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4.15.34 Some Tips for Inputting / Changing RDML Programs

This section provides some techniques that can be used to make the input or amendment of RDML programs easier, quicker and more accurate.

Use the Prompter

When it is necessary to code a number of commands that may span multiple lines it is easier to use the command prompter than input the lines directly. For example if the commands CHANGE, CHANGE, DISPLAY, INSERT, CHANGE, GOTO had to be coded with all their associated parameters it is easiest to enter them as:

 

    No_Act_Lbl_Command___Parameters____________________

  1 P  ___ CHANGE     _________________________________

  2 P  ___ CHANGE     _________________________________

  3 P  ___ DISPLAY    _________________________________

  4 P  ___ INSERT     _________________________________

  4 P  ___ CHANGE     _________________________________

  5 P  ___ GOTO       _________________________________

 

When the enter key is pressed a fully formatted prompt will be displayed for each command. All that has to be done then is "fill in the boxes" for each command and let the command prompter automatically assemble and format the resulting RDML commands which may span multiple input lines.

Handling Quotes

Some RDML commands require that associated parameters appear as "quoted strings" because LANSA uses the IBM i operating system command definition and prompting facilities.

For example, to increment field #COUNT by 1 the correct format is:

CHANGE    #COUNT  '#COUNT + 1'

or   

CHANGE    #COUNT  ('#COUNT + 1')

or   

CHANGE    #COUNT  '(#COUNT + 1)'

but NOT  

CHANGE    #COUNT  (#COUNT + 1)

This is because the IBM i command facilities demand that a command parameter be enclosed in quotes if it contains imbedded blanks. In this case the string "#COUNT + 1" definitely contains imbedded blanks and thus must be enclosed in quotes (i.e. made into a "quoted" string).

When LANSA processes the command only the part between the quotes (but not the quotes themselves) are passed to LANSA by the operating system.

The matter is complicated even further if you wish to use quotes within a "quoted" string. This situation usually arises when coding IF or CASE conditions.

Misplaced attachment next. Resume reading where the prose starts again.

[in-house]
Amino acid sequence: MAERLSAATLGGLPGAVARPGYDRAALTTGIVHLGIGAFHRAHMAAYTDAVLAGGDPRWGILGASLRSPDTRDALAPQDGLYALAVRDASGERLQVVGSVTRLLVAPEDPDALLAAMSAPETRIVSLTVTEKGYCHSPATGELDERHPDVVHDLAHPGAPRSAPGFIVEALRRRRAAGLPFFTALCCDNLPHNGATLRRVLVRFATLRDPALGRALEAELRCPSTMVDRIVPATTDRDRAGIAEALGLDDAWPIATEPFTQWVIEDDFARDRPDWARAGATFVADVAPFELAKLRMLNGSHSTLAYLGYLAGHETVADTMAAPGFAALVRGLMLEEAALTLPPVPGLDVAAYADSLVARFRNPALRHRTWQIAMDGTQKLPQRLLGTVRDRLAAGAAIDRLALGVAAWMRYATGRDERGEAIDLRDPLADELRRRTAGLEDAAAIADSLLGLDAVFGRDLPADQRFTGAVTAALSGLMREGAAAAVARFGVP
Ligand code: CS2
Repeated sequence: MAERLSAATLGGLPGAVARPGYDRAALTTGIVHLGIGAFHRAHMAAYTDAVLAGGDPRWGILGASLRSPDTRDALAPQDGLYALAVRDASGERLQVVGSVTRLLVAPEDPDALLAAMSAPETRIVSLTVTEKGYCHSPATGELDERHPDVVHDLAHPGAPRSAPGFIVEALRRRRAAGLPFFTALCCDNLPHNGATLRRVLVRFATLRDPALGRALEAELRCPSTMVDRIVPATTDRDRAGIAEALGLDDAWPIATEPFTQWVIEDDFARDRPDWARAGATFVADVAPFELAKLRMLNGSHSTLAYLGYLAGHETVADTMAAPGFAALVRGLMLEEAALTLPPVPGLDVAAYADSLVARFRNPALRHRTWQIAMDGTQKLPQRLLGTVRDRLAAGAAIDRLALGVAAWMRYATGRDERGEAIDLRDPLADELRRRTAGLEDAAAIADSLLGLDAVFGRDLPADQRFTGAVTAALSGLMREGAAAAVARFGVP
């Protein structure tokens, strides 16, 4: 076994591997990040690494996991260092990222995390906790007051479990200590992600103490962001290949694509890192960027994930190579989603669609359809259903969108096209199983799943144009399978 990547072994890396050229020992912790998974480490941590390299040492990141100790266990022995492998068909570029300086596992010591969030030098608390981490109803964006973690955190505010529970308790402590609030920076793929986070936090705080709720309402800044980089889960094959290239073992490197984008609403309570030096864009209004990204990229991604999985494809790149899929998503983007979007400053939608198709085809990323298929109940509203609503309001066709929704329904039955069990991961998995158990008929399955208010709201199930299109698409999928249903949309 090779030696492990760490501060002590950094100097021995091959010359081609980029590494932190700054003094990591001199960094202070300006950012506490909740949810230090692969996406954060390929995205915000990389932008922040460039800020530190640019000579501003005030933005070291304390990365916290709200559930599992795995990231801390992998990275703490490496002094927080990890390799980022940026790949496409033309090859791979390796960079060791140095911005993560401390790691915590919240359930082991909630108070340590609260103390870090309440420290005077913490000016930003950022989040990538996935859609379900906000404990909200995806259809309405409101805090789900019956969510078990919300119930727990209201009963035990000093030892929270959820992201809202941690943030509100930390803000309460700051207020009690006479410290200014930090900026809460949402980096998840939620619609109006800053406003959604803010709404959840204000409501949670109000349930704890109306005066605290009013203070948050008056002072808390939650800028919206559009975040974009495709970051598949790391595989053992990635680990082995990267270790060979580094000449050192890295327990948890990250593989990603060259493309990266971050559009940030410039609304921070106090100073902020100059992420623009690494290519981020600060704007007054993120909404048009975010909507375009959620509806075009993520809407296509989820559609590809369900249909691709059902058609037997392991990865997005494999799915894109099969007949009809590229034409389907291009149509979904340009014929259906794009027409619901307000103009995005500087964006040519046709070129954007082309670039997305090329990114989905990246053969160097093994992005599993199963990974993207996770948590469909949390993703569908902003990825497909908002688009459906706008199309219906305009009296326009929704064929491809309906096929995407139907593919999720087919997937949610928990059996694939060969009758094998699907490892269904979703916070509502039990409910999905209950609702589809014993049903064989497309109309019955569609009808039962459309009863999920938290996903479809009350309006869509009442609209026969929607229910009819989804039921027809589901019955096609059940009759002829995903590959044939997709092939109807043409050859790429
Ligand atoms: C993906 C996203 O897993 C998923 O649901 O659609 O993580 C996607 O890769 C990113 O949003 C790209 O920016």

The rule for using quotes inside a quoted string is: use 2 quotes instead of just one.

For instance, to check if #FIELD contains a lowercase "a" you would have to code:

IF     '#FIELD = ''a'''

What is passed to LANSA by the IBM i operating system command processor as the expression associated with the IF command is actually:

#FIELD = 'a'

because the operating systems do not pass the outer quotes and replaces occurrences of 2 quotes within the string with just one quote.

However, the handling of quotes within LANSA can be made much easier by following 2 simple guidelines:

With regard to point 1, LANSA does not require that alphanumeric literals be quoted. Thus the following are identical conditions because alphanumeric literals that are not enclosed in quotes are converted to uppercase:

IF    '#FIELD = A'

IF    '#FIELD = a'

IF    '#FIELD = ''A'''

Only use quotes around alphanumeric literals if the test involves lowercase characters. For instance the test for a lowercase "a" in #FIELD:

IF    '#FIELD = ''a'''

With further regard to point 2, you will find that the formatted prompting facility will automatically insert the required outer quotes. For instance if you prompt an IF command and enter the condition as:

#FIELD = A

then the prompter will automatically re-format the condition so that it is a valid "quoted" string. The final version of the command created by the prompter would look like this:

IF     COND('#FIELD = A')

The same applies when it is necessary to use quotes within the expression. For instance if you specify to the prompter the following condition:

#FIELD = 'a'

then it will re-format the command automatically and insert the necessary inner and outer quote symbols. The command created by the prompter would look like this:

IF  COND('#FIELD = ''a''')

Remember the HELP Key

A common problem that occurs when coding RDML programs is the need to look up the definitions of fields or files in the LANSA data dictionary. Questions like:

most frequently arise when coding RDML programs.

To answer any of these questions PRESS THE HELP KEY and use the help facilities to look up the answer. The HELP key can be used from any screen in the LANSA system. Refer to Messages and the Help Key for specific details about the HELP key facilities and how they are used.

Read All the Messages and the Second Level Text

When inputting or amending an RDML program or running the function checker messages may appear on line 22/24 of the screen. When a message appears remember the following points:

For detailed information about messages and message handling within LANSA refer to the relevant section in the Messages and the Help Key.